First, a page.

On Fridays at the retirement home there is a group of gentleman that gather in the parlor waiting to take the ladies out to lunch. We call them the ladies in waiting, although they really aren’t ladies at all. Actually they call themselves that, a bit of gallows humor I suspect. If your date is in her 80’s and busy getting ready, you can wait a long, long time. Some of them quip, “at her age you would think there would be a greater sense of urgency.”
It’s very sweet, charming even, because these are men clearly in service to a much beloved aunt or grandmother. Often these outings with friends and family are the only recreation and socializing these women will have. It can be very sad and lonely in our culture for older people who tend to get left behind and wind up isolated. That is why I delight in the ladies in waiting, because they change everything, because they are a bright spot in an often dark world.
Service, sacrifice, and patience, endless patience with a touch of humility, is how I think of the ladies in waiting. Those are somewhat unusual treasures to be found in men, especially in a culture that tends to teach them to be workaholics, conquers, not nurtures, not luncheon dates for their grandma.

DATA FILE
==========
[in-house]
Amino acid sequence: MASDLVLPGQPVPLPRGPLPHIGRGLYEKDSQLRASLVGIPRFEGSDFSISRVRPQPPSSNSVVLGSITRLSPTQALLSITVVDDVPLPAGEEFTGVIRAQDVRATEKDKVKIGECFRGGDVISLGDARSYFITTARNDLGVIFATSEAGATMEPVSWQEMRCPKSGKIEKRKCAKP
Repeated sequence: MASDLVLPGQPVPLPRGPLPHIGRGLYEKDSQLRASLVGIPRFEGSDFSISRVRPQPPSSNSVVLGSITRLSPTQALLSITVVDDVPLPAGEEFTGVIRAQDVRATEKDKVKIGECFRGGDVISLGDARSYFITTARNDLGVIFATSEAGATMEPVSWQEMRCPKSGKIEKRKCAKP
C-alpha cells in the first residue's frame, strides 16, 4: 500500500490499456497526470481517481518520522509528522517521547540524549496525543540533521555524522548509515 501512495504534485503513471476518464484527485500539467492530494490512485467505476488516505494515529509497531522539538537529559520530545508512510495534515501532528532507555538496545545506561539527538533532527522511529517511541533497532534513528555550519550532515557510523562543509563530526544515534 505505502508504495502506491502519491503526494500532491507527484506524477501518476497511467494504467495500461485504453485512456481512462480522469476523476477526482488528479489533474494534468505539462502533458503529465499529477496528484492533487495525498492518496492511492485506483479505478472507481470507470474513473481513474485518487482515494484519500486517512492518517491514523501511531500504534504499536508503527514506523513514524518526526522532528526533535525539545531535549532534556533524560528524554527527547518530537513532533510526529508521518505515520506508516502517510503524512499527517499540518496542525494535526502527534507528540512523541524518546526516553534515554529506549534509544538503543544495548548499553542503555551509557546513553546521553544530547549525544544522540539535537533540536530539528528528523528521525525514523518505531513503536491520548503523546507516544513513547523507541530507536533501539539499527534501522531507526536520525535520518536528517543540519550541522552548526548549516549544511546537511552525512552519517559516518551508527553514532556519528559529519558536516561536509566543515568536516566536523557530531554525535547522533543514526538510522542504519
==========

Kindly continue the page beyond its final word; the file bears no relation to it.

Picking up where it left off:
I could never understand why they waited downstairs in the parlor, but I soon discovered they don’t like the intimacy of that inner sanctum to be found in someone’s apartment, the lack of exits, the list of chores they will be immediately handed. Elderly people can be funny, I’m so glad you showed up, I can’t get the dust off the top off my fridge, my TV remote isn’t working, and I really wish my lamp had a dimmer switch. I call these honey-dew lists, after the melon.
Waiting on the Lord is a theme that keeps popping up and every time I hear it I think of the ladies in waiting. The “ladies” are not just mindlessly cooling their heels in the parlor, they are showing the rest of us that there is hope in the world, that love is a real thing, that family matters. In their simple waiting, in their resting, just their mere presence in the parlor is a ministry and a message all of its own.
That is how I think of waiting on the Lord, what feels to us like waiting really isn’t waiting at all, it is the main attraction, it is a dozen songs being sung that we cannot always hear, it is His word at work that never returns void.
God does not wait, I think we wait. I think we grow dissatisfied with what we see, I think we become impatient, I think we long for a grand adventure, a more glamorous role, a feeling of being productive, of accomplishment and a grand finale with a theme song. Everyone is different, we all have our own issues, and as such God deals with us individually, but for me I suspect God often looks down and says, What ever are you waiting for?